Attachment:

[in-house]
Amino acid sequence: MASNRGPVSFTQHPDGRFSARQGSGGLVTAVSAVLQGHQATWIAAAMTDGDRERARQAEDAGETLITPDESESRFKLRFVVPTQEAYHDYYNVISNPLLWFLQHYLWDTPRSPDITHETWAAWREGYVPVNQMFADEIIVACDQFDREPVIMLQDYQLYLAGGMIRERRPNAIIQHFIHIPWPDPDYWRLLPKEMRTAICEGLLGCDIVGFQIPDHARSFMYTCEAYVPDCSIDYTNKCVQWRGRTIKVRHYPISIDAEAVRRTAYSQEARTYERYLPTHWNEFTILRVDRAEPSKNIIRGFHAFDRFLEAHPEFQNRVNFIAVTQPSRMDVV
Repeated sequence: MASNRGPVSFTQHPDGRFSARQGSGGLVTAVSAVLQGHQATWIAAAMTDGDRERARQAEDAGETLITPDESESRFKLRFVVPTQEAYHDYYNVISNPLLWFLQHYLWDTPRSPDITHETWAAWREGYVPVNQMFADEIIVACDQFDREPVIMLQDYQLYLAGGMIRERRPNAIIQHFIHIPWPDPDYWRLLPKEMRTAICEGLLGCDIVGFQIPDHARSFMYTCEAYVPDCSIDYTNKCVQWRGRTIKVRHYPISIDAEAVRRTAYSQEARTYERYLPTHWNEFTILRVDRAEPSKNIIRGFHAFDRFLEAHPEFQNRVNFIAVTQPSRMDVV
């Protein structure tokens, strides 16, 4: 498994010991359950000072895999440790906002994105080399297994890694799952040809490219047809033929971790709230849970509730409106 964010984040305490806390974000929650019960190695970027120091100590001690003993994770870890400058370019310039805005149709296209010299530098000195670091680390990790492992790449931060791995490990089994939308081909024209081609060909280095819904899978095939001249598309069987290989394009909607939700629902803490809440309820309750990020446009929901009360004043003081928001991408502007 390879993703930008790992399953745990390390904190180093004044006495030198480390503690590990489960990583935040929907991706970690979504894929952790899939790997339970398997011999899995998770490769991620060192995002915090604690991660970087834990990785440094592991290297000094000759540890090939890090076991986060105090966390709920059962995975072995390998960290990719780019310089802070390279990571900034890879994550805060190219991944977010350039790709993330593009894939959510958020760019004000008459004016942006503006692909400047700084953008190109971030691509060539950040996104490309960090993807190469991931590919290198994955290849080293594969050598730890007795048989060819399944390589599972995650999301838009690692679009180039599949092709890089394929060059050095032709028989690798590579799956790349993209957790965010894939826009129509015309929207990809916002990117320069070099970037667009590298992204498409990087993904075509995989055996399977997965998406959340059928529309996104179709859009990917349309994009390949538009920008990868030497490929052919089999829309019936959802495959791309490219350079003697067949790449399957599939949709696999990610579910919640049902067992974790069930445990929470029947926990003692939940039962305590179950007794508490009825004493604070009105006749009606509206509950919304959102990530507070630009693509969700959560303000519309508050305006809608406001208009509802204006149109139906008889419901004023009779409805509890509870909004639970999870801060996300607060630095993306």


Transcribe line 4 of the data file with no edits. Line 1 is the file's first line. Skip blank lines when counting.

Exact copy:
């Protein structure tokens, strides 16, 4: 498994010991359950000072895999440790906002994105080399297994890694799952040809490219047809033929971790709230849970509730409106 964010984040305490806390974000929650019960190695970027120091100590001690003993994770870890400058370019310039805005149709296209010299530098000195670091680390990790492992790449931060791995490990089994939308081909024209081609060909280095819904899978095939001249598309069987290989394009909607939700629902803490809440309820309750990020446009929901009360004043003081928001991408502007 390879993703930008790992399953745990390390904190180093004044006495030198480390503690590990489960990583935040929907991706970690979504894929952790899939790997339970398997011999899995998770490769991620060192995002915090604690991660970087834990990785440094592991290297000094000759540890090939890090076991986060105090966390709920059962995975072995390998960290990719780019310089802070390279990571900034890879994550805060190219991944977010350039790709993330593009894939959510958020760019004000008459004016942006503006692909400047700084953008190109971030691509060539950040996104490309960090993807190469991931590919290198994955290849080293594969050598730890007795048989060819399944390589599972995650999301838009690692679009180039599949092709890089394929060059050095032709028989690798590579799956790349993209957790965010894939826009129509015309929207990809916002990117320069070099970037667009590298992204498409990087993904075509995989055996399977997965998406959340059928529309996104179709859009990917349309994009390949538009920008990868030497490929052919089999829309019936959802495959791309490219350079003697067949790449399957599939949709696999990610579910919640049902067992974790069930445990929470029947926990003692939940039962305590179950007794508490009825004493604070009105006749009606509206509950919304959102990530507070630009693509969700959560303000519309508050305006809608406001208009509802204006149109139906008889419901004023009779409805509890509870909004639970999870801060996300607060630095993306």